US declines invitation to Russia-led talks on Afghanistan

US declines invitation to Russia-led talks on Afghanistan

KUALA LUMPUR: As Muslims around the world celebrated the end of Hajj with the slaughtering and feasting of animals, Muslims in Malaysia celebrated Hajj on Wednesday by gathering with family and loved ones in the spirit of togetherness.

Malaysia is a multicultural nation and 60 percent of its population are Muslims.

The Hajj celebration, fondly called "Hari Raya Hajji" in Malay, is considered a holy day for Muslims in Malaysia. Most Muslims would celebrate the day with prayers, alms and visiting family members and relatives.

At dawn in Kuala Lumpur on Wednesday, the calls of prayers were heard throughout the compound of Masjid Negara, the national mosque with its blue origami dome and Islamic art architecture. The calls of prayers continued in a never-ending loop until 8 o’clock, where thousands of Muslims from all walks of life performed the morning prayers of Hajj celebration.

This included the family of Siti Asiah Kamaruddin, 30, a housewife who is also active in her home business of baking and catering based in Kuala Lumpur. Like many, she and her family went to the Masjid Negara to perform their morning prayer. Afterwards, they drove for an hour to her mother’s home where most of her relatives congregated.

Malaysia is a country that celebrates food and culture as way to bond with people. Usually the Hajj celebration is celebrated more modestly as the focus is usually on giving alms and family-gathering. “I visit the homes of friends and my in-laws too, but the atmosphere is always jubilant here because everyone is very close to each other,” she said.

It is tradition for a cow or a lamb to be slaughtered for “Korban” (in Malay) during the Hajj celebration. The slaughtering of animals is considered a holy symbol following the story of Prophet Abraham and his son.

In Malaysia, it is common for the well-to-do to donate and slaughter cows or lambs and distribute the meat to close kin, neighbors and the poor. This act is considered alms and welfare among Muslims in Malaysia to strengthen their faith to Allah.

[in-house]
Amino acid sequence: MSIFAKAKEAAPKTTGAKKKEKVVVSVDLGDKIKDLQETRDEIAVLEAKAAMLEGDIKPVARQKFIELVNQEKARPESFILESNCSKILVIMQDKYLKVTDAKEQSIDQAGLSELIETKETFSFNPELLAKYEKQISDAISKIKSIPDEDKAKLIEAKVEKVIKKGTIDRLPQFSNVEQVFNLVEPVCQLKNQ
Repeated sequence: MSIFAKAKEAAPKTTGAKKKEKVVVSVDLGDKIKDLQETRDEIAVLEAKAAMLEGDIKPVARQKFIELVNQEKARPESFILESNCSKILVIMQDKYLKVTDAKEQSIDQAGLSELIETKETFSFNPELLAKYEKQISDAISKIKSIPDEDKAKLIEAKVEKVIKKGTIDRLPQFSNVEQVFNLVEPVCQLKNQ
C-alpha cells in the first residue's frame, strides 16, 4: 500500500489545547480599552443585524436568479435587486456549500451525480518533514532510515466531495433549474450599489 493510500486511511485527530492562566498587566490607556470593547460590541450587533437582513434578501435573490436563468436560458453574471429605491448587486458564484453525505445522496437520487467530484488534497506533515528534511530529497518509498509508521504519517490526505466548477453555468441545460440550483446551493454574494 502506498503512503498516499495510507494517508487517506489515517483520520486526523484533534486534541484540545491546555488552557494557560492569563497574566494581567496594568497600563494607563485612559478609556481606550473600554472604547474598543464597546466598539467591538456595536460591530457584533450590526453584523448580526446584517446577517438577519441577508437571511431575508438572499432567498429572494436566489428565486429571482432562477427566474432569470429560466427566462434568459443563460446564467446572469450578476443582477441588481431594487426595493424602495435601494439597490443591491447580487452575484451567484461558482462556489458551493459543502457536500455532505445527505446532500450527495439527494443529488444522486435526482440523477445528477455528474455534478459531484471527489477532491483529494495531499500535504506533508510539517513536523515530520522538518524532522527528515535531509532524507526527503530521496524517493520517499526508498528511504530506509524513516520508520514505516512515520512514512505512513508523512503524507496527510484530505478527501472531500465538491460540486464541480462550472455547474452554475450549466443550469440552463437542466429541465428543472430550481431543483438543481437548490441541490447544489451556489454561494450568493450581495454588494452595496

It has been a tradition in the Siti Asiah’s large family to purchase animals for Korban, although this year they skipped the Korban ritual. “We do it once every two years for budgeting reason,” said Siti Asiah, adding that she always looks forward to the slaughtering of animals and even helped in the distribution of the Korban meat whenever possible.

“This is (the slaughtering of animals) an important symbol to our family to create a sense of togetherness through gotong-royong and helping each other,” told Siti Asiah. “We usually cook the Korban meat, half of them will be donated to the poor, tahfiz (students from religious schools) and our neighbors, the rest will be consumed by our large family,” she added.

Siti Asiah’s mother, Karminah Abu Bakar, had prepared a variety of delicious local dishes where they were displayed in buffet-style on the table. These include beef’s liver rendang, kuah kacang (peanut sauce), ketupat (rice inside the pouch of woven palm leaves), lodeh (vegetables cooked in coconut milk), roti jala (net bread), and many more.

“One day before the celebration we did a lot of food preparation and cooking since our family is huge,” said Siti Asiah, adding that her favorite dish is “Ayam Masak Merah” or chicken cooked in chilli and tomato sauce.

Despite being in country with the most holidays in the world, many young families like Siti Asiah’s are busy with their own lives and see the Hajj celebration as the perfect time to bond with long-distance relatives and families in a laid-back atmosphere. “With everyone’s busy schedule, it is hard to find one time where everyone is free to gather, thus today is a special day to us all as we could do a lot of catching up and gossip,” Siti Asiah said.

Meanwhile outside of the compound, her younger ones ran around and played with her sisters’ and her cousins’ children. At the house’s veranda, her husband joined with a group of male relatives discussing politics and worldly matters. The conversation continued with more helpings from the buffet, adding a merrier feeling of family bonding.

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